Thursday, December 05, 2013

Thailand, Ukraine, ... Egypt

A bad example can be dangerous.

Kasit Piromya, a former Foreign Minister, who also makes his anti-government views clear here, on Al Jazeera English (2/12 13:33), or Tunisia, and speaks of what The Economist calls "zombie democracy" or majoritarianism. The Economist did indeed have a piece, 22/6, called Zombie democracy, but it references not or Tunisia (let alone ), but Recep Tayyip Erdogan’s Turkey.

On the BBC's  "World Have Your Say" somebody says that he is more an expert on rather than , but he sees striking parallels between the two: "you have to make up your mind, do you want democracy or not?" (podcast, 2/12 listen).

In  the protests aim to replace the government with an unelected "People's Council" (  , ). One protester said, "We don't want to dissolve parliament, we don't want new elections because we will lose anyway. We want [the Shinawatra family] to leave the country."

The case against the Shinawatras (Yingluck and Thaksin) seems to boil down to this: that they enacted populist policies to "buy votes". One commenter on Piromya's piece responded, "please, stop insulting your fellow Thai rural poor that they are so stupid and so cheap that they can be so easily bought off with Thaksin money."

seems to be a similar case, he opposition not only have a stronger cause for complaint - President Yanukovych promised to take the country closer to the European Union and then backed away from a trade deal under pressure from Vladimir Putin; they also seemed willing to enter into talks proposed by the speaker of parliament and sought a no-confidence vote against the government (now lost). Their aim seems to be to get the government and president to resign, to be followed by early elections which they are confident of winning. Even if that does not happen, reports indicate that Yanukovych has lost support, which would lessen his chances of reelection in 2015. But the "Orange revolution" opposition is notoriously divided and has rapidly lost popularity once in office.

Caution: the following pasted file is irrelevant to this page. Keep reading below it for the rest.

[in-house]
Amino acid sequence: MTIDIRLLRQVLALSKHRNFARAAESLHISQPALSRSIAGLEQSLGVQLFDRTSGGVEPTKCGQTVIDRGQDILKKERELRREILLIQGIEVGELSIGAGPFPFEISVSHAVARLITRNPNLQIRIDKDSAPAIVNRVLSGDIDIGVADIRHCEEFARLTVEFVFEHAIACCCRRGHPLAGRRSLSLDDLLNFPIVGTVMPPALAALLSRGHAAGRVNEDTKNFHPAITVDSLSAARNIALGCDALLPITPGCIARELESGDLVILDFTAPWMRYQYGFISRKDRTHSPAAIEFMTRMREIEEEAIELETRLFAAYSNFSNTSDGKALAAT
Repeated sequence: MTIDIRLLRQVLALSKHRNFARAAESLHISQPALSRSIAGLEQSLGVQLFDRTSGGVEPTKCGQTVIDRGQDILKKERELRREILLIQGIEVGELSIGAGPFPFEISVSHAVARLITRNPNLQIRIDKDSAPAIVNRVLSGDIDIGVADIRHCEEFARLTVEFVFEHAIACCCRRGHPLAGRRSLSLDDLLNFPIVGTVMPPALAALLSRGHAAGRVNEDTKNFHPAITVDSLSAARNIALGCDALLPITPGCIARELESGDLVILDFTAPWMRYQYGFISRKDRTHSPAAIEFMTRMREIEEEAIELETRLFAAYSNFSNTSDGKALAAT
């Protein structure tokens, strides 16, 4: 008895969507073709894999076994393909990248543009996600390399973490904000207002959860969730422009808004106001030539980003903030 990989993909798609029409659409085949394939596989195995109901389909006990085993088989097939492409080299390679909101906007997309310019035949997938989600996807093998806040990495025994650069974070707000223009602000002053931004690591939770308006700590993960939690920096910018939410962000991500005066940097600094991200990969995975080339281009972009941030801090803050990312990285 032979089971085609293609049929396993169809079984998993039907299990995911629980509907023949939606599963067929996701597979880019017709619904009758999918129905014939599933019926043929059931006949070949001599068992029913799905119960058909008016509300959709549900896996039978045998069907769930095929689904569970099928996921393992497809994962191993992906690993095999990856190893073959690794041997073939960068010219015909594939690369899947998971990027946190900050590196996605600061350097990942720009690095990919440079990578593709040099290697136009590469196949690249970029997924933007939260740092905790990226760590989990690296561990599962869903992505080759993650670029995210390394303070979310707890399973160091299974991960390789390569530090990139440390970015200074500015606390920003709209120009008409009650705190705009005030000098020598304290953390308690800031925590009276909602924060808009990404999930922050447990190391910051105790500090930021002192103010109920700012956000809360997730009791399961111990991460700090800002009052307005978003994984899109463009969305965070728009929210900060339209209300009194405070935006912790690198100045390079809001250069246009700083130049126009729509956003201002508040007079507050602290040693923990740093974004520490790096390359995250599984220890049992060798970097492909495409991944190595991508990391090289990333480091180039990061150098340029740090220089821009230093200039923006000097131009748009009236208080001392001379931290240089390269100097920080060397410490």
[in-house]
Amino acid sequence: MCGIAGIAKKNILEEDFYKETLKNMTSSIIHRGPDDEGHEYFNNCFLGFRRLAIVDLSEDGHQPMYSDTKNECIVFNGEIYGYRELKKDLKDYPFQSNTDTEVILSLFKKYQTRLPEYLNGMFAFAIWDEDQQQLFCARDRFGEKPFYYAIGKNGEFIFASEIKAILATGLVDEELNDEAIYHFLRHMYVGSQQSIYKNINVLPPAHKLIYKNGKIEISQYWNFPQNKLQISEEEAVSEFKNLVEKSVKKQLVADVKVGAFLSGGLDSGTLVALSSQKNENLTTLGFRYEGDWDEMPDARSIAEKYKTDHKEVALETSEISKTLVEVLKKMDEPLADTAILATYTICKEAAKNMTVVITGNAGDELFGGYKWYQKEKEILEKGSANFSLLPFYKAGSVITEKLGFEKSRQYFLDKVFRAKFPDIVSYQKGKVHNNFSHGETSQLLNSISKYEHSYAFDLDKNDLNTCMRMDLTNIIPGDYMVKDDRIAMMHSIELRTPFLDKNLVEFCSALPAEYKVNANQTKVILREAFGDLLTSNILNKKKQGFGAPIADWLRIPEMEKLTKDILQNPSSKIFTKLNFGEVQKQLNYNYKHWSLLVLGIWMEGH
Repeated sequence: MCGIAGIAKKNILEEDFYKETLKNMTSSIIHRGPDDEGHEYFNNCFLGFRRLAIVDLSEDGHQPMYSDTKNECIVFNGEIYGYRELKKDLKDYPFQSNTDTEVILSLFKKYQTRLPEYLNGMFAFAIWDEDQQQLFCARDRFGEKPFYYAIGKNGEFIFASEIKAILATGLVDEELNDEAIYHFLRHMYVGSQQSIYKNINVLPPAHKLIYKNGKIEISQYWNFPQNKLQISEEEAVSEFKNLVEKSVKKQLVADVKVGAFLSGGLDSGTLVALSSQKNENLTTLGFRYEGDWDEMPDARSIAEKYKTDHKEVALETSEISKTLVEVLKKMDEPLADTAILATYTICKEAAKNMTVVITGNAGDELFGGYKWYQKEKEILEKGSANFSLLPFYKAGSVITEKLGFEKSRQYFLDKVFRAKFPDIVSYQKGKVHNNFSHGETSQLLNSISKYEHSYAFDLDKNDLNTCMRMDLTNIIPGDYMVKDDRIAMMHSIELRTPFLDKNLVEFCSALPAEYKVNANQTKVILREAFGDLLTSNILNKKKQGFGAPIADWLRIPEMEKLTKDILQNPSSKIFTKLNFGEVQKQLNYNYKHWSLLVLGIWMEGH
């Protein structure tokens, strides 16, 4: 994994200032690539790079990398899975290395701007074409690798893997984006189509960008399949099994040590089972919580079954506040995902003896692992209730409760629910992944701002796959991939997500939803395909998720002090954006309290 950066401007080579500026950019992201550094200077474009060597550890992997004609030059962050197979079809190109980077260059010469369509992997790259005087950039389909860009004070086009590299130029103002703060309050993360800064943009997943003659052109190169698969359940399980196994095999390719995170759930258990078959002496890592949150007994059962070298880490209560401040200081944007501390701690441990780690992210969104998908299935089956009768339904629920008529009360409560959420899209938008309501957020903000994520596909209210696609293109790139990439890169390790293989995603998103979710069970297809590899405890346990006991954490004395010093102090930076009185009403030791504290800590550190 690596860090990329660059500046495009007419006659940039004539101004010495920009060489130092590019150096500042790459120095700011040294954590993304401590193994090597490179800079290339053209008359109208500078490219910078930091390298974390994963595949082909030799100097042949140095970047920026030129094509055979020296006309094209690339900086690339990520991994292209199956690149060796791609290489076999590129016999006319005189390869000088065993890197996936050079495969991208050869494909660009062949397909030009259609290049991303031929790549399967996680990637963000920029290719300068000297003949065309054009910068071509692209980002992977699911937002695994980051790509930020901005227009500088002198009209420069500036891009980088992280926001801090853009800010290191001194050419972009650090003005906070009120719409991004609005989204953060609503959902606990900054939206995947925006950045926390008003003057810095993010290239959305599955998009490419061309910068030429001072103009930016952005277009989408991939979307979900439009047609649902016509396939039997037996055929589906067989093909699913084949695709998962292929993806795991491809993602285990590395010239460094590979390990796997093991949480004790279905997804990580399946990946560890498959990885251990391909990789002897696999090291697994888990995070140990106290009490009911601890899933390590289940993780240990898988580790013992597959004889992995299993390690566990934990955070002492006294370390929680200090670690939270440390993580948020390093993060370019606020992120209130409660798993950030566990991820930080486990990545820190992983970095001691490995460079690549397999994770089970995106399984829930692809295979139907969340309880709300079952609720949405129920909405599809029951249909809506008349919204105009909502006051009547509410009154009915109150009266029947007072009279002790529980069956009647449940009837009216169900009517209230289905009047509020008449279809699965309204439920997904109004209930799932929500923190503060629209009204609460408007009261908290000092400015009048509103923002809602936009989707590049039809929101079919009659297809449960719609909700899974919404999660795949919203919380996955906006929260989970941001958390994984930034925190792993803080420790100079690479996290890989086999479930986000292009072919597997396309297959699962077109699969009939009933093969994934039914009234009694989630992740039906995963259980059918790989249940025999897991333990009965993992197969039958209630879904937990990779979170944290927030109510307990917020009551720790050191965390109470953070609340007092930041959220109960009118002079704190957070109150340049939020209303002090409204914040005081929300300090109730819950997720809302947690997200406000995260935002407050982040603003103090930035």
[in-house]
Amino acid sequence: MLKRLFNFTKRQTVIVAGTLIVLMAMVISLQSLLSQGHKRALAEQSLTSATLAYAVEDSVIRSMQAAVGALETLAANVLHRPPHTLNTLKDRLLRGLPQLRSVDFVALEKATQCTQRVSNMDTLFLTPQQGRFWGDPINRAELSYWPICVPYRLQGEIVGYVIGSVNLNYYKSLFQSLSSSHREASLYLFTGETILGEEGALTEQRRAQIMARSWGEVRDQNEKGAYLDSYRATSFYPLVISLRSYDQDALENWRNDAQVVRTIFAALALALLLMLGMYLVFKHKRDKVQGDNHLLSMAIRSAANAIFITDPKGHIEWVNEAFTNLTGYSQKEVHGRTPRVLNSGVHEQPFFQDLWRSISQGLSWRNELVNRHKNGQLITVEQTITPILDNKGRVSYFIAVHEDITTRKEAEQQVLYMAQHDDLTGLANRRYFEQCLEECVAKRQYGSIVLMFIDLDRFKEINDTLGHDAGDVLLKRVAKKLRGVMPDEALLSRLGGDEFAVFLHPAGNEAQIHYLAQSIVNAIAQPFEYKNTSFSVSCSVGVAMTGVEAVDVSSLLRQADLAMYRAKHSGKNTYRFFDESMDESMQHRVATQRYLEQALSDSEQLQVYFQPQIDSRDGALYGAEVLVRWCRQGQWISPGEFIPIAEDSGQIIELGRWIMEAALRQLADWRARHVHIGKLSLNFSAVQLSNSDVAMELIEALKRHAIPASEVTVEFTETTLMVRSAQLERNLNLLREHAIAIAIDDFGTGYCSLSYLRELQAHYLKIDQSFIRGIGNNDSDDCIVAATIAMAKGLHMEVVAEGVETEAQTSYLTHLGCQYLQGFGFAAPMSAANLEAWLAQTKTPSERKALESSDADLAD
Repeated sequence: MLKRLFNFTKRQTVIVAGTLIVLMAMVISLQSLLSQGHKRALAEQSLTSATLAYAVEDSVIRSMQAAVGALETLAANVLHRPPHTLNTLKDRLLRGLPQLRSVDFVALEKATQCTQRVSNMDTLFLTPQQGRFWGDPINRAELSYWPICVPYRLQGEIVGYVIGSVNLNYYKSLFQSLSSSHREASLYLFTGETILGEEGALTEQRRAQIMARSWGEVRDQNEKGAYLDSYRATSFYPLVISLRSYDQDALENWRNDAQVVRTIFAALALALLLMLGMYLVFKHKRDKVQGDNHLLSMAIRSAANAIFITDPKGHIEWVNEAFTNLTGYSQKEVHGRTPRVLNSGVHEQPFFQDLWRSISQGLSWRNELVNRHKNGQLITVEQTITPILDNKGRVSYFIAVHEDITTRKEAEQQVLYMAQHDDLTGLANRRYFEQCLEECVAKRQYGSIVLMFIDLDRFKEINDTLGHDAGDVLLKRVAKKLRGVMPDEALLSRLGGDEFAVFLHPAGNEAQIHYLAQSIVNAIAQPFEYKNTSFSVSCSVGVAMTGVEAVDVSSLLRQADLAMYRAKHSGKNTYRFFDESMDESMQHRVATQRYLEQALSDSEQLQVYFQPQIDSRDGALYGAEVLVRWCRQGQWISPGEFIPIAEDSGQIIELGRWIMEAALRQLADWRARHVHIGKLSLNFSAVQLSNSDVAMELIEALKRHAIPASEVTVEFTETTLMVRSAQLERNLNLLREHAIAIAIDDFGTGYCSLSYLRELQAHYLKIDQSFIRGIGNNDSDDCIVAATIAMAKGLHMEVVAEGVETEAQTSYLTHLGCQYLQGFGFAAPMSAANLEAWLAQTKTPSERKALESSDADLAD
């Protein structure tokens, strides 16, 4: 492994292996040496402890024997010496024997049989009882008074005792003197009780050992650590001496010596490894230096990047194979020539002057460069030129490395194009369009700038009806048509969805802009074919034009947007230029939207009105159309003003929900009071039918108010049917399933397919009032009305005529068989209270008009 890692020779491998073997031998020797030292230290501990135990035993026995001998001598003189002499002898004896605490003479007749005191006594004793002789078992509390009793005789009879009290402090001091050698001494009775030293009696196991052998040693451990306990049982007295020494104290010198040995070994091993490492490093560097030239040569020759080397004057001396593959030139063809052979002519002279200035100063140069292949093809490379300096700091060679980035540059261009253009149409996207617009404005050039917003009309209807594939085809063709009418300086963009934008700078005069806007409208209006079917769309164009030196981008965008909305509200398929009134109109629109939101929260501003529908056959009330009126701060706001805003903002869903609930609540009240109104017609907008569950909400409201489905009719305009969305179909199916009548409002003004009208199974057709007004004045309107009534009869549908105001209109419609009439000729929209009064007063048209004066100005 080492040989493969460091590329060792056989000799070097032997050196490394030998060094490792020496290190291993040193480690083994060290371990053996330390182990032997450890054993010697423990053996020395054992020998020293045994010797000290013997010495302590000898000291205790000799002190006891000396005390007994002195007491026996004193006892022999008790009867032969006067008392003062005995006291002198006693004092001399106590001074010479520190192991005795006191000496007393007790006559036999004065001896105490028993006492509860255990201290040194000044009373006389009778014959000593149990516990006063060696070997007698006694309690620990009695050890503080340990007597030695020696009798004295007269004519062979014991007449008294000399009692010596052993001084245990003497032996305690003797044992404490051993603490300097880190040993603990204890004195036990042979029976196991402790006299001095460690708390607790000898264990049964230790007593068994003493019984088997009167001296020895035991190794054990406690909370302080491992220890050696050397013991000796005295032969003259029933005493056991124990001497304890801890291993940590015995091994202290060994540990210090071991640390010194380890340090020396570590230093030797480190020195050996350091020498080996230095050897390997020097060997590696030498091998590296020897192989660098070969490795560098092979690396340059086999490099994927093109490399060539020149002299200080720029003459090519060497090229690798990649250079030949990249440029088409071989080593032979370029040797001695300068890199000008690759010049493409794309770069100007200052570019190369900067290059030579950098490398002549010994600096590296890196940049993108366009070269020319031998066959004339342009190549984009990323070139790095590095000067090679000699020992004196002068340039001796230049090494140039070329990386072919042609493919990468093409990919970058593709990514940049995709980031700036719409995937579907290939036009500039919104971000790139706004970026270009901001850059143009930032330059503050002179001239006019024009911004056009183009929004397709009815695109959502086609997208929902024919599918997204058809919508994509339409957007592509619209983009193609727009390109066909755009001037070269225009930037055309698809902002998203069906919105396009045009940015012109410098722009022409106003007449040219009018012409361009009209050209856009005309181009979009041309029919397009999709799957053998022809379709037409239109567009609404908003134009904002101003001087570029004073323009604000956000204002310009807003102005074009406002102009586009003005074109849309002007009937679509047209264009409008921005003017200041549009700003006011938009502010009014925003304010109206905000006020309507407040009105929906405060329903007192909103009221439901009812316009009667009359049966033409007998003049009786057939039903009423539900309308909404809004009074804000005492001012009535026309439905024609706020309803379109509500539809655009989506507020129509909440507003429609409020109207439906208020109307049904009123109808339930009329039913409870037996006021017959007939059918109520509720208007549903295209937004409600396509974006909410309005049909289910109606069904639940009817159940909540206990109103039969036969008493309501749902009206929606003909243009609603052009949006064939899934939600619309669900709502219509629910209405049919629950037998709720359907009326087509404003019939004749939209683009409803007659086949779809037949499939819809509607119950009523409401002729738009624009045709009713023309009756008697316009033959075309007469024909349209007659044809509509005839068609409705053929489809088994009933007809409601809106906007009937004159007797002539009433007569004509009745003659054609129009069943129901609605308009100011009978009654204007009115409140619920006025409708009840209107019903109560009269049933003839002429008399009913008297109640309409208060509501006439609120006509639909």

Not much has been heard so far in this crisis of Viktor Yuschenko. Wikipedia reminds us that Yushchenko gained 5.45% of the vote in the 2010 presidential election and his  party won 1.11% of the vote in the 2012 parliamentary elections; In 2008 his popularity as president plunged to less than 10%.

Yuschenko, along with 2 other former presidents, has now backed the anti-government protests (4/12).

 Updated 6 Dec 2013.


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